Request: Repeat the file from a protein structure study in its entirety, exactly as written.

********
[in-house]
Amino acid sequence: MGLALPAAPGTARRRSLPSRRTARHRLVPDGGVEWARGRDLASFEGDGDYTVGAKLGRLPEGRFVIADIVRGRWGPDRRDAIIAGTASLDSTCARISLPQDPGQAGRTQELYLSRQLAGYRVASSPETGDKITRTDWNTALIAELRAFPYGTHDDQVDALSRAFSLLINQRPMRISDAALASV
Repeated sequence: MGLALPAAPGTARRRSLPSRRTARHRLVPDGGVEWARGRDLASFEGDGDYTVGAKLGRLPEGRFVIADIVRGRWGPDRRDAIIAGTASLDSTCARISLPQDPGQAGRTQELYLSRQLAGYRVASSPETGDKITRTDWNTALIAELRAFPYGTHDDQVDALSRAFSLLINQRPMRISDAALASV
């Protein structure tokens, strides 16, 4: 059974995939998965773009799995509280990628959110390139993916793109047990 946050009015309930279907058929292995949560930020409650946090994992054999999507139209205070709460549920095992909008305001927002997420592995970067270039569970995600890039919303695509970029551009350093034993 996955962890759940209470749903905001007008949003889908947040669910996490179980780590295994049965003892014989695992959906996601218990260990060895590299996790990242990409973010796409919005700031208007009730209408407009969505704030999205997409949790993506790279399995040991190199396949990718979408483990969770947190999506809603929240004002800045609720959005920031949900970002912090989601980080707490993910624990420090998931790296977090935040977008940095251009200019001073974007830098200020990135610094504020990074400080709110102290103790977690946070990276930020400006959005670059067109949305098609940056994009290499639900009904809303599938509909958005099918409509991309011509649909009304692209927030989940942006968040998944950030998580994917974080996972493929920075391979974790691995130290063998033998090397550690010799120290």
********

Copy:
[in-house]
Amino acid sequence: MGLALPAAPGTARRRSLPSRRTARHRLVPDGGVEWARGRDLASFEGDGDYTVGAKLGRLPEGRFVIADIVRGRWGPDRRDAIIAGTASLDSTCARISLPQDPGQAGRTQELYLSRQLAGYRVASSPETGDKITRTDWNTALIAELRAFPYGTHDDQVDALSRAFSLLINQRPMRISDAALASV
Repeated sequence: MGLALPAAPGTARRRSLPSRRTARHRLVPDGGVEWARGRDLASFEGDGDYTVGAKLGRLPEGRFVIADIVRGRWGPDRRDAIIAGTASLDSTCARISLPQDPGQAGRTQELYLSRQLAGYRVASSPETGDKITRTDWNTALIAELRAFPYGTHDDQVDALSRAFSLLINQRPMRISDAALASV
């Protein structure tokens, strides 16, 4: 059974995939998965773009799995509280990628959110390139993916793109047990 946050009015309930279907058929292995949560930020409650946090994992054999999507139209205070709460549920095992909008305001927002997420592995970067270039569970995600890039919303695509970029551009350093034993 996955962890759940209470749903905001007008949003889908947040669910996490179980780590295994049965003892014989695992959906996601218990260990060895590299996790990242990409973010796409919005700031208007009730209408407009969505704030999205997409949790993506790279399995040991190199396949990718979408483990969770947190999506809603929240004002800045609720959005920031949900970002912090989601980080707490993910624990420090998931790296977090935040977008940095251009200019001073974007830098200020990135610094504020990074400080709110102290103790977690946070990276930020400006959005670059067109949305098609940056994009290499639900009904809303599938509909958005099918409509991309011509649909009304692209927030989940942006968040998944950030998580994917974080996972493929920075391979974790691995130290063998033998090397550690010799120290």